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UPI Almanac for Tuesday, Nov. 12, 2013.
By United Press International

The almanac

UPI Almanac for Wednesday, Sept. 18, 2013.
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The almanac

UPI Almanac for Monday, Nov. 12, 2012.
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The almanac

UPI Almanac for Tuesday, Sept. 18, 2012.
By United Press International

The almanac

UPI Almanac for Saturday, Nov. 12, 2011.
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The almanac

UPI Almanac for Sept. 18, 2011.
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UPI Almanac for Thursday, Sept. 18, 2008.
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The almanac

UPI Almanac for Monday, Nov. 12, 2007.
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The almanac

UPI Almanac for Tuesday, Sept. 18, 2007.
By United Press International

The Almanac

UPI almanac for Sunday, Nov. 12, 2006.
By United Press International

Campaign planned to honor Sojourner Truth

DETROIT, Oct. 15 (UPI) -- In an effort to recognize 19th-century civil rights leader Sojourner Truth, a Michigan group aims to add a statue of her to the Capitol rotunda.

The Almanac

Today is Monday, Sept. 18, the 261st day of 2006 with 104 to follow.
By United Press International

The Almanac

Today is Saturday, Nov. 12, the 316th day of 2005 with 49 to follow.
By United Press International

The Almanac

Today is Sunday, Sept. 18, the 261st day of 2005 with 104 to follow.
By United Press International

The Almanac

Today is Friday, Nov. 12, the 317th day of 2004 with 49 to follow.
By United Press International
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Photos
Elizabeth Cady Stanton
A statue of Elizabeth Cady Stanton, Lucretia Mott, and Susan B. Anthony in the Capitol Building taken on February 26, 2004 in Washington. The National Congress of Black Women, along with the heads of NOW and the National Council of Women's Organizations, held a conference Thursday calling for inclusion of Sojourner Truth in the statue..(UPI Photo/Michael Kleinfeld)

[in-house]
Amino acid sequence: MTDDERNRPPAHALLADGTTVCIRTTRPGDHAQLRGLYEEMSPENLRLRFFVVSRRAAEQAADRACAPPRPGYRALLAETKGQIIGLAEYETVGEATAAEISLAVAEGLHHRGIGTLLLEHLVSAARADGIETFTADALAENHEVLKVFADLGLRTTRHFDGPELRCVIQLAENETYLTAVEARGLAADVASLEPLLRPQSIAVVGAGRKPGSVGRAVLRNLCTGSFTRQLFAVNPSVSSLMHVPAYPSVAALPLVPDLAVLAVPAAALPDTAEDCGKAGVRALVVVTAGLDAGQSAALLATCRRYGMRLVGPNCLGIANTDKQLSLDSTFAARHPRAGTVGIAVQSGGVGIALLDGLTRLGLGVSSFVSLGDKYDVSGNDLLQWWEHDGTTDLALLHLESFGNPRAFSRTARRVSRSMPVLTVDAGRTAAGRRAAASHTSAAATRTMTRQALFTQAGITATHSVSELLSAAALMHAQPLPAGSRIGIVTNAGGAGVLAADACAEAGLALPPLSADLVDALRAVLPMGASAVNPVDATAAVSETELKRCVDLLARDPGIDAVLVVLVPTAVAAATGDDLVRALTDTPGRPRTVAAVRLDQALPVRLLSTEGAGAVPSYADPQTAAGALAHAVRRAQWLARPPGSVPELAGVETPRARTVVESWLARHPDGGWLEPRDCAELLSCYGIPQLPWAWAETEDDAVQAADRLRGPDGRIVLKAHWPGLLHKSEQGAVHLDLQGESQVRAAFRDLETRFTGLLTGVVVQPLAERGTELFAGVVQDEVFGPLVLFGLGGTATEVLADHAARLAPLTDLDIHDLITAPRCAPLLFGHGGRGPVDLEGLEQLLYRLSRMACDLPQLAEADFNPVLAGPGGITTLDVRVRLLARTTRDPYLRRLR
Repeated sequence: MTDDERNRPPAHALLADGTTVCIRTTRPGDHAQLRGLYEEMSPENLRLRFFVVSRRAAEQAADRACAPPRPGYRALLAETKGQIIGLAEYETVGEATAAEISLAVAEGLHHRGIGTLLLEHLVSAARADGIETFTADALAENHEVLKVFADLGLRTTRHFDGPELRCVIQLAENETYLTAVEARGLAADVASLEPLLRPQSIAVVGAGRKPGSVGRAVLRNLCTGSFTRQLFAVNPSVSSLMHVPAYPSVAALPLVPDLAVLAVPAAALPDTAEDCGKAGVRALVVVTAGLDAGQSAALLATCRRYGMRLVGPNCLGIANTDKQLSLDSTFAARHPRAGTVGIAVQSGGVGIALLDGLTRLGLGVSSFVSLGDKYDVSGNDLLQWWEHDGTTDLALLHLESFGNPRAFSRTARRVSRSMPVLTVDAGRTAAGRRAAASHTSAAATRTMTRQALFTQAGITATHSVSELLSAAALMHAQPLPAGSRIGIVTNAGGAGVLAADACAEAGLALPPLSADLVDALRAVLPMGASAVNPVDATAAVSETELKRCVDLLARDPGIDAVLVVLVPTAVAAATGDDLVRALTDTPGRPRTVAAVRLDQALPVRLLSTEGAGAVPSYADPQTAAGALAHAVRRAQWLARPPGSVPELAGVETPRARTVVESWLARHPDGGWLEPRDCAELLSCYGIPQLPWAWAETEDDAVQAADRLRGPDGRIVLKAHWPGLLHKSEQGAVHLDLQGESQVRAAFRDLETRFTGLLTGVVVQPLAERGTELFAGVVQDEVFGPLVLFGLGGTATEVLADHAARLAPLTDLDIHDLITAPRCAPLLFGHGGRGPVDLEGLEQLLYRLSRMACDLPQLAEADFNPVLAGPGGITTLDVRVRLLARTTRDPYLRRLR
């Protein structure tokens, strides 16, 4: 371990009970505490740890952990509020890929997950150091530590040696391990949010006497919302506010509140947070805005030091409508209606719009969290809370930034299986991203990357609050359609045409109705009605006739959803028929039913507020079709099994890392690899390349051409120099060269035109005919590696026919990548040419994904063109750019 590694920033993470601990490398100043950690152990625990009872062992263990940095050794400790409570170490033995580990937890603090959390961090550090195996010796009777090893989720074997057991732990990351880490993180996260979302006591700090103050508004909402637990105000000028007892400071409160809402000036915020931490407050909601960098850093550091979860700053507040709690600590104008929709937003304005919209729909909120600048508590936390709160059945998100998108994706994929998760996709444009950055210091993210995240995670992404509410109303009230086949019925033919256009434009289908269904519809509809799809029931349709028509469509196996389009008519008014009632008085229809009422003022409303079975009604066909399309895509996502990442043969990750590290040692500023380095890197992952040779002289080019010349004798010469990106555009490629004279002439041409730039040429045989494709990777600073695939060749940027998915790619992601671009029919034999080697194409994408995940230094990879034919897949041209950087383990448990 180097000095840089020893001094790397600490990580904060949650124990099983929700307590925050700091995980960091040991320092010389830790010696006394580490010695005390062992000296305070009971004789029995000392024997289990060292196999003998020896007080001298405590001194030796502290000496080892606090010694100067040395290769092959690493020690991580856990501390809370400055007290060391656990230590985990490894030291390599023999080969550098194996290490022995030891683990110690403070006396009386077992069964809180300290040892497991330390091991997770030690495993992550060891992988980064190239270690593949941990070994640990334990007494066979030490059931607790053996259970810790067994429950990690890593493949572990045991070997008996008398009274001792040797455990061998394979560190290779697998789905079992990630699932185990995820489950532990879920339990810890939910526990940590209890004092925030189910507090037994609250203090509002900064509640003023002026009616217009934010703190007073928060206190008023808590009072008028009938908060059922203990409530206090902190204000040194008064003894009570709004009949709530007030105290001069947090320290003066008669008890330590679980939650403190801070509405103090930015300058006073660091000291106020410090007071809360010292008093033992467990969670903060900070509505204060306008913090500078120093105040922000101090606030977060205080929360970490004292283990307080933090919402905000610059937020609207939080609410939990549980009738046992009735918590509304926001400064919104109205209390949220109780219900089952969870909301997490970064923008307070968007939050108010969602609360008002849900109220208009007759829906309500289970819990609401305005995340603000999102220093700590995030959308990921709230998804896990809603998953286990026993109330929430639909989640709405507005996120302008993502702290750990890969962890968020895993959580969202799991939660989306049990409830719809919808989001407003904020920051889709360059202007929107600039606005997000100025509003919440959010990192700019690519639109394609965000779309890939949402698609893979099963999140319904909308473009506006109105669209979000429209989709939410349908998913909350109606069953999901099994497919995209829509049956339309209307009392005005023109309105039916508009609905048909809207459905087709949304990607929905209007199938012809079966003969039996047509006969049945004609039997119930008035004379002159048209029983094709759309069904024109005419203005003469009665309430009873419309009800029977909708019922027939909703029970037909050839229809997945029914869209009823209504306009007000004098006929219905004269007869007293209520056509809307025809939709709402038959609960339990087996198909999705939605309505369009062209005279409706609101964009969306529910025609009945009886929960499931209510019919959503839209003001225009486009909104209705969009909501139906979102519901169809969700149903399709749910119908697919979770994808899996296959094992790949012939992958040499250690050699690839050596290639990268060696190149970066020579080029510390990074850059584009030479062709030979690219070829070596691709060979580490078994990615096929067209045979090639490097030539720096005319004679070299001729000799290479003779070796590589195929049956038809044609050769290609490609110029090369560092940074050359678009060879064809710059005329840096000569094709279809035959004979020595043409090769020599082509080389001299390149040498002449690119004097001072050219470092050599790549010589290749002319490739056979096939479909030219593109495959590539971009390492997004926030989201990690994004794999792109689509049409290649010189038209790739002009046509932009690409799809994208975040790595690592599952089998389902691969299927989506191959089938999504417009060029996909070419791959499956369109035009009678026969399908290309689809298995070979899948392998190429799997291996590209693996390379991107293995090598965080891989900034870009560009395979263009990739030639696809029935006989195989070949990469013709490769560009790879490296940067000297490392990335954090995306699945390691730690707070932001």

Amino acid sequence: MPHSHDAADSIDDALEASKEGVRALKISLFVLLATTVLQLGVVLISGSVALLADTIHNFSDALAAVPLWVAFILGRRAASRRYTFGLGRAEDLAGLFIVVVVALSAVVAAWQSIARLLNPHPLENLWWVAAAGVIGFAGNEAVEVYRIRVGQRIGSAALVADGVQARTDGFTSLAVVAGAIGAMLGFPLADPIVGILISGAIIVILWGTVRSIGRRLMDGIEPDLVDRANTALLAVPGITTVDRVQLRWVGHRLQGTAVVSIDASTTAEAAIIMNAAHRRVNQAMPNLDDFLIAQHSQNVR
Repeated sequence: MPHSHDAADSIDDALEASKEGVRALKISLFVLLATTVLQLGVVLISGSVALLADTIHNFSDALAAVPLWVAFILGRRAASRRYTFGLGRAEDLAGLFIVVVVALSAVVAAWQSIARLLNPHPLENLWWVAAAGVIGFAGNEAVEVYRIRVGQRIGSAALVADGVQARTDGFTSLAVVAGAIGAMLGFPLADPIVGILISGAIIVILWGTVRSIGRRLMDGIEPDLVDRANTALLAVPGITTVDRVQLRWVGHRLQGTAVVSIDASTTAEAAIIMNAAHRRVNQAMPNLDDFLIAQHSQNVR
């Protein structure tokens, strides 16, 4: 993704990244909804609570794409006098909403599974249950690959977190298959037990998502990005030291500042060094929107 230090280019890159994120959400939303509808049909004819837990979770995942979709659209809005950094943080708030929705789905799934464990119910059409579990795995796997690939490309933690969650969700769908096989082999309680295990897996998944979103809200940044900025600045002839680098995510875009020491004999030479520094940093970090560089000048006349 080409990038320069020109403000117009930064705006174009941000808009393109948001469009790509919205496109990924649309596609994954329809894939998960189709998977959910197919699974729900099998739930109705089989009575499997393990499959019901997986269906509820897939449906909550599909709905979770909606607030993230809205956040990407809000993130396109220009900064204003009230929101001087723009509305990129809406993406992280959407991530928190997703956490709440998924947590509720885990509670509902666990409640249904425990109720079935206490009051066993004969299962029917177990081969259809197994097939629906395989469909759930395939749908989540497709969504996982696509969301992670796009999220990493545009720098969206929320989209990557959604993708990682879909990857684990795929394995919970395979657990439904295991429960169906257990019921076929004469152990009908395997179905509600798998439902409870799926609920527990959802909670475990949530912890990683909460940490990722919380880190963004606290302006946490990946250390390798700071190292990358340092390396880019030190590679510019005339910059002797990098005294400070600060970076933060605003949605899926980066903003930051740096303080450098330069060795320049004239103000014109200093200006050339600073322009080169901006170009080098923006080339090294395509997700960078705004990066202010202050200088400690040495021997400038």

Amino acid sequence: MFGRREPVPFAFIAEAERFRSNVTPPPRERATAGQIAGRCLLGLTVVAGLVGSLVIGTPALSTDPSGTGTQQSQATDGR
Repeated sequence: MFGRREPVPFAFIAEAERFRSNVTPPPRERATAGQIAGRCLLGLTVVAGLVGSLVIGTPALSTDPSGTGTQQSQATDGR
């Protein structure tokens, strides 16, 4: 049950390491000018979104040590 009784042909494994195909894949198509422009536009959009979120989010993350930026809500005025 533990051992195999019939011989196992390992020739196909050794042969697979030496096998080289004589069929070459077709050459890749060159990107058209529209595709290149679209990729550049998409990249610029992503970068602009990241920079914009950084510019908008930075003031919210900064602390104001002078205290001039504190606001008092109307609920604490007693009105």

Wiki

Elizabeth Cady Stanton (November 12, 1815 – October 26, 1902) was an American social activist, abolitionist, and leading figure of the early woman's movement. Her Declaration of Sentiments, presented at the first women's rights convention held in 1848 in Seneca Falls, New York, is often credited with initiating the first organized woman's rights and woman's suffrage movements in the United States.

Before Stanton narrowed her political focus almost exclusively to women's rights, she had been an active abolitionist together with her husband, Henry Brewster Stanton and cousin, Gerrit Smith. Unlike many of those involved in the woman's rights movement, Stanton addressed a number of issues pertaining to women beyond voting rights. Her concerns included women's parental and custody rights, property rights, employment and income rights, divorce laws, the economic health of the family, and birth control. She was also an outspoken supporter of the 19th-century temperance movement.

After the American Civil War, Stanton's commitment to female suffrage caused a schism in the woman's rights movement when she, together with Susan B. Anthony, declined to support passage of the Fourteenth and Fifteenth Amendments to the United States Constitution. She opposed giving added legal protection and voting rights to African American men while continuing to deny women, black and white, the same rights. Her position on this issue, together with her thoughts on organized Christianity and women's issues beyond voting rights, led to the formation of two separate women's rights organizations that were finally rejoined, with Stanton as president of the joint organization, approximately 20 years later.

This article is licensed under the GNU Free Documentation License.
It uses material from the Wikipedia article "Elizabeth Cady Stanton."
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